LegacyRussell was not well-known for his prowess as an art historian or scholar, but his work as a critic and author suggest a vast catalogue of knowledge, not to mention an undying appreciation for art in all its forms. He had the unique ability to look at something and instantly know who and what inspired the artist. As a writer, he was quick-witted, elegant and extremely learned, and above all, he communicated the message that all great art is connected by its ability to give generation after generation a sense of who they are.
Russell was remembered by artists and other art writers as someone who paid very close attention to the smallest of details and the grandest of visions and, according to the artist Howard Hodgkin, he "was very determined to make his own criticism as valuable as possible, which meant never selling an artist short by conferring easy or less than deserved praise on his work."
Intro to Russell's Art TheoryMuch like Baudelaire in 1840, Russell recognized that in his time, new art was being produced at an ever-accelerating rate. As the modern world continued racing ahead, people discovered new needs, and many turned to art to meet those needs. Russell wrote: "In art, equally, we had needs which could not be satisfied by the Old Masters, because those needs did not exist when the Old Masters were around." While there are critics who inevitably reach an end-point where all new art ceases to appear relevant or even good, as was the case with Harold Rosenberg and arguably Robert Hughes, Russell was quite different. For all the greatness of the Old Masters, he felt obliged to appreciate new art because, as history had taught him, when there's a need that can only be satisfied by the beauty of a Munch or Kandinsky, looking at a Manet simply will not do.
Russell on America and New York CityLike the rest of the art world, Russell clearly saw that no uniquely American art movement had been able to sustain itself prior to 1945. But what fascinated the critic was just how America redefined itself in terms of the arts and modernism after World War II. Russell looked deep into American cultural and literary lore to find the roots of modern art, citing Thoreau's Walden, Whitman's Leaves of Grass, Eliot's Wasteland, and the various writings of Poe, all as chief precursors to the modern visual revolution that came about in the mid-20th century.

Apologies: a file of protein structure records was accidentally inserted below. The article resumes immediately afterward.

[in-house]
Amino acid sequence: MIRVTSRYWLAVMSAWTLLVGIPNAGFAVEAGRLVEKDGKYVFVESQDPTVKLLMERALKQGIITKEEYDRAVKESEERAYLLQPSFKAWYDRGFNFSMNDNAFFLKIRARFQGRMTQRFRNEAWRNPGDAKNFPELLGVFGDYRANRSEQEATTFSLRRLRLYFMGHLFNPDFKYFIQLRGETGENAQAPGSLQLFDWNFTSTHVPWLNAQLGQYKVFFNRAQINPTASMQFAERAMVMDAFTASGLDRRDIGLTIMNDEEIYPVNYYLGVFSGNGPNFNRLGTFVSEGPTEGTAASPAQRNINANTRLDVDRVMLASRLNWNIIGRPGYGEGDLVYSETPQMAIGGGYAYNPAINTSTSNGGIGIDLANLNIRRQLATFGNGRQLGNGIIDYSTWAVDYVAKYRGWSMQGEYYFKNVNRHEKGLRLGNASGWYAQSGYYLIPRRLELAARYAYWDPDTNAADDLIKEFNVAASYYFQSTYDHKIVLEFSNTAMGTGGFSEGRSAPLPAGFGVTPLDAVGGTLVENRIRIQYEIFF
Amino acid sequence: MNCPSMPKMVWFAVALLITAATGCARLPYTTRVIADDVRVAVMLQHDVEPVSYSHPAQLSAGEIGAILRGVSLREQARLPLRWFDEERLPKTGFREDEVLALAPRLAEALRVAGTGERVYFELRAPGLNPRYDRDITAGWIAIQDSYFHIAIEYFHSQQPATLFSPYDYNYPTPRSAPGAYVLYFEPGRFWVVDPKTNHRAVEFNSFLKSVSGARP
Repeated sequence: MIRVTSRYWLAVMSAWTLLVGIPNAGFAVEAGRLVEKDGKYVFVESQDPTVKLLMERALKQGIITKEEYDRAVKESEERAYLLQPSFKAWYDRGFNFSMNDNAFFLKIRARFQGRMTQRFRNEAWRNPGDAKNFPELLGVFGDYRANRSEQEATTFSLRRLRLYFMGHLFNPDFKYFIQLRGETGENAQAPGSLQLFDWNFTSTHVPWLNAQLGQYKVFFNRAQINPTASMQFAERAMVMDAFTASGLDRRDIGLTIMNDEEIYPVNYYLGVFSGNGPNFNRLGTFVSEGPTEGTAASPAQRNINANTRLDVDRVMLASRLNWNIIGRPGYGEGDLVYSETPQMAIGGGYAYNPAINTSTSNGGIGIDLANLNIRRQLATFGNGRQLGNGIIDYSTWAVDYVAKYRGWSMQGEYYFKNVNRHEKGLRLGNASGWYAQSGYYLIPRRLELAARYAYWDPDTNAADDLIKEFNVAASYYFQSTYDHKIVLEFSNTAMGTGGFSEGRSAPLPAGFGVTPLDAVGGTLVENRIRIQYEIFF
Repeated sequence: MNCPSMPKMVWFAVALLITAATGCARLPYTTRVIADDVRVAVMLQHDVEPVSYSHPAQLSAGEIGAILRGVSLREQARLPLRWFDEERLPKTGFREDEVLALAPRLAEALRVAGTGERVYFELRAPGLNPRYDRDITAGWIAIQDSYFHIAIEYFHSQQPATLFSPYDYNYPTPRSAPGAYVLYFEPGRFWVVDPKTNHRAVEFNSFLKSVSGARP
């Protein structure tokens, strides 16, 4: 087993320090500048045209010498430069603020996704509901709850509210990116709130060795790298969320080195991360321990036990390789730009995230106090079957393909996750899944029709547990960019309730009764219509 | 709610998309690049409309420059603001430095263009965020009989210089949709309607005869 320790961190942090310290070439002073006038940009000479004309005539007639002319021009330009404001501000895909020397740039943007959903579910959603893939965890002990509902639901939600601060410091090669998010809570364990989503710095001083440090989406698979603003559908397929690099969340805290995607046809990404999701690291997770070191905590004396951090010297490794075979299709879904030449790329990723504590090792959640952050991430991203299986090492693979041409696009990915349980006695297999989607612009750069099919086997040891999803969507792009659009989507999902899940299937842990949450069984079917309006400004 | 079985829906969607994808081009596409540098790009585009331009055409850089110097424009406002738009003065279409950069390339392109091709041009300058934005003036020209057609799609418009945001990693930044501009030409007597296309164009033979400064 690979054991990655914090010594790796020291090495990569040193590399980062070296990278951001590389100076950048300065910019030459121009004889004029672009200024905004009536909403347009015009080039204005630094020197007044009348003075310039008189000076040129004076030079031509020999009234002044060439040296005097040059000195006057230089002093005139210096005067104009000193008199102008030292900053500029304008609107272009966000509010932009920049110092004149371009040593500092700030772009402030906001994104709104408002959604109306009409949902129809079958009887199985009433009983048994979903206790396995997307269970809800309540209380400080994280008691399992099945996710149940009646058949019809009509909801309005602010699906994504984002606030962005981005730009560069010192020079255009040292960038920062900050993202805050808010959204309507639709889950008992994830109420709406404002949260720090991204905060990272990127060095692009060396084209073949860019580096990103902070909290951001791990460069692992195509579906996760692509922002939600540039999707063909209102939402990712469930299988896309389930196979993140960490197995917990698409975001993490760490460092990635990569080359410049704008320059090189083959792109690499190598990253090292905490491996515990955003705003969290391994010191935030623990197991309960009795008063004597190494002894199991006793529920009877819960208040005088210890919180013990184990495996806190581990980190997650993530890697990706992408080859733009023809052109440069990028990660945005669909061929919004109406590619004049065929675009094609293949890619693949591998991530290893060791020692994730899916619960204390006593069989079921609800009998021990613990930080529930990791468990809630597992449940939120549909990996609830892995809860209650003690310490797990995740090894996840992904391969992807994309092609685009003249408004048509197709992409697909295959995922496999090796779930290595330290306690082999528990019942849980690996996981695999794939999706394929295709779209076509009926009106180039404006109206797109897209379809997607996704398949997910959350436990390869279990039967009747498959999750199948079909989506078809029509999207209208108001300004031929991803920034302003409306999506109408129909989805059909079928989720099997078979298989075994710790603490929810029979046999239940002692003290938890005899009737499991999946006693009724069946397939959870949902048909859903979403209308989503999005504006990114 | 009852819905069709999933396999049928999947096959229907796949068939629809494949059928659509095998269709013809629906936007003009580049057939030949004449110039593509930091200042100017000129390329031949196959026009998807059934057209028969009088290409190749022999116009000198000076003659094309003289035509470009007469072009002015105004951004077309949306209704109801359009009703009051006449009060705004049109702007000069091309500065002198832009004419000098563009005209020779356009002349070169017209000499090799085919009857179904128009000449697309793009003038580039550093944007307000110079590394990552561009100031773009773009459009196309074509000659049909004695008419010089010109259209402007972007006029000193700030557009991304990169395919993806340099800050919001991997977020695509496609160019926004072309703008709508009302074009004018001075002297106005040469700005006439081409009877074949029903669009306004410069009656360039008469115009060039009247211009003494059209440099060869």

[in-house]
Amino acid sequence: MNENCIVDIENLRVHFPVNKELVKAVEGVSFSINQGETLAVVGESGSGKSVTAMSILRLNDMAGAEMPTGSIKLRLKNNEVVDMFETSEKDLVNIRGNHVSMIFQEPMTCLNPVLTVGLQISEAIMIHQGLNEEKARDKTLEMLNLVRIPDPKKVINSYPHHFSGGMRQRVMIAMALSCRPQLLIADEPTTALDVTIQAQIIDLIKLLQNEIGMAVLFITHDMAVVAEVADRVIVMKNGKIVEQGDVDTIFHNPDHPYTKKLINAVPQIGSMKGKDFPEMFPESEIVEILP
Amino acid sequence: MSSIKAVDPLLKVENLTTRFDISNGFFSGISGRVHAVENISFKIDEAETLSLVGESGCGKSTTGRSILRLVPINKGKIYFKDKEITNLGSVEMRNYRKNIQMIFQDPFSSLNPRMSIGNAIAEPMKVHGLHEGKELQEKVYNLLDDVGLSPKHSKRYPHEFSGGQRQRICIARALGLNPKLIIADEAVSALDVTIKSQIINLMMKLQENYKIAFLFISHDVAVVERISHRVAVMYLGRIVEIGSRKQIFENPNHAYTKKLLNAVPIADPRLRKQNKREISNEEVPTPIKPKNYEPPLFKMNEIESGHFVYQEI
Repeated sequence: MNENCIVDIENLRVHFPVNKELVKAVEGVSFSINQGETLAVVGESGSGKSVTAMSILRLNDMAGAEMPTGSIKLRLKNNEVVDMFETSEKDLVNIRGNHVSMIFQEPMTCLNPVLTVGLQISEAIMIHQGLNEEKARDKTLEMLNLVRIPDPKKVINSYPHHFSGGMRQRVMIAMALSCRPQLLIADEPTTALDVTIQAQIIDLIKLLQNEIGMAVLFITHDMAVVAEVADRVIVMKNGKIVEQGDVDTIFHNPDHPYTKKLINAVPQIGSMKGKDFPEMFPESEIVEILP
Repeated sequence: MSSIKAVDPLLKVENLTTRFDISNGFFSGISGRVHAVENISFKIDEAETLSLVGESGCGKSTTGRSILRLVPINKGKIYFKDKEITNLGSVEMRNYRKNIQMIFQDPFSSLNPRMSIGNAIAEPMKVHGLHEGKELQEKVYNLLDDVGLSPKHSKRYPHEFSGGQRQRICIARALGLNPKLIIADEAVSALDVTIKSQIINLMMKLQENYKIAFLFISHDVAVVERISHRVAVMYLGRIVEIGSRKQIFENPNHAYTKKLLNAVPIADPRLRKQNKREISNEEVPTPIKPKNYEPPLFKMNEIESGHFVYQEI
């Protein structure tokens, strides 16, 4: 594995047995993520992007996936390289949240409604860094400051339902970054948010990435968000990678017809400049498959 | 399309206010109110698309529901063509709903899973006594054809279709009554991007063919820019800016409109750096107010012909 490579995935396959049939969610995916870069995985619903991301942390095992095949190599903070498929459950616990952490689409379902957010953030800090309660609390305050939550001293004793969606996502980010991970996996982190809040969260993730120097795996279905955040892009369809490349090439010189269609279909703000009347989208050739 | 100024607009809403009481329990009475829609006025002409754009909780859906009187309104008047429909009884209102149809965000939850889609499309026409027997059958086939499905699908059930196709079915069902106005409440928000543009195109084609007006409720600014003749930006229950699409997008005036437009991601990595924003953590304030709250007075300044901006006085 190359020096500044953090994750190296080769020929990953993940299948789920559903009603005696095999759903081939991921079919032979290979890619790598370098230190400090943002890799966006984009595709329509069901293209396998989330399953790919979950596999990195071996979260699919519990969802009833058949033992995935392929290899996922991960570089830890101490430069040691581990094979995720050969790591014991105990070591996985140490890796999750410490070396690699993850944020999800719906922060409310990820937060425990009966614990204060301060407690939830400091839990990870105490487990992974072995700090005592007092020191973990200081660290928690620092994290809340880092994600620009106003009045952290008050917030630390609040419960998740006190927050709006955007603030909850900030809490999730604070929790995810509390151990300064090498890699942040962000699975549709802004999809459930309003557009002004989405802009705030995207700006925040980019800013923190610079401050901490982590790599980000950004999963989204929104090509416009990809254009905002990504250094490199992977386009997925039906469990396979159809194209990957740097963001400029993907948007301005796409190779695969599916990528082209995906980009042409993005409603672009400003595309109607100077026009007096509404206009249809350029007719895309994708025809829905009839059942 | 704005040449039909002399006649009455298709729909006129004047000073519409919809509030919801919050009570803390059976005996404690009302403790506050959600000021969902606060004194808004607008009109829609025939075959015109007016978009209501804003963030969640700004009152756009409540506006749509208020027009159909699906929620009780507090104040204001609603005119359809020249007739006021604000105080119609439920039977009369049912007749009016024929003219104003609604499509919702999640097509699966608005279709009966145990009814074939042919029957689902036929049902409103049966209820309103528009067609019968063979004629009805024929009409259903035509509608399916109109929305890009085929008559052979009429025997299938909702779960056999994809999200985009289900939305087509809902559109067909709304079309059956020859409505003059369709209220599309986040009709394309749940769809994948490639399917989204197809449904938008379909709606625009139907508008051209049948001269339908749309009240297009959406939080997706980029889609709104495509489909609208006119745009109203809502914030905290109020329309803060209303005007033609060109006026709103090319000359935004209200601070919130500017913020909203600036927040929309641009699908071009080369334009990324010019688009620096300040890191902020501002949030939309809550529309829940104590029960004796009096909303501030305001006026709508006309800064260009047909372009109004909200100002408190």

In the section of his book The Meanings of Modern Art entitled America Redefined, Russell wrote: "It would have been difficult, in any case, for American painters to rival the epical assurance with which both Whitman and Melville addressed themselves to an expanding America." What changed all of this, in Russell's view, was New York City's arrival as the capital of modern art production, for both native-born Americans and people like himself; emigrants who flocked to New York to become part of the burgeoning art world. "There are," wrote Russell, "as many New Yorks as there are New Yorkers. New York is a self-devouring, self-renewing city, with which we come to terms as best we can. It is one of the supreme subjects of our century: one for which we would wish Balzac, Dickens and Proust to have been born again."
Russell on Action PaintingRussell didn't believe that Action Painting's arrival as a leading American art form was merely a coincidence, nor did he completely share Harold Rosenberg's view that it was the product of improvised action from the artist's unconscious (a belief that led many to conclude Action Painting was melodramatic and self-indulgent). Russell looked further back in time to pinpoint Action Painting's relevance. "It arose from an intelligent examination," wrote Russell, "on the part of people who had been serious artists for nearly half a lifetime, as to just why so much of European painting had run itself into the ground. And it stood for an idea current in public life also: that human nature had not said its last word."
In the paintings of de Kooning, Rauschenberg, Still, and others, Russell shared Rosenberg's view of Action Painting's evolution. These images were "generated by the very act of applying the paint, without conscious reference to anything in the world outside the studio and with concessions to the divide which once separated painting from drawing, foreground from background and light from shadow." But Russell firmly believed there was something learned and psychologically profound in these images; an expressive force that had sprung out of years and years of studying Kandinsky, Klee and Léger.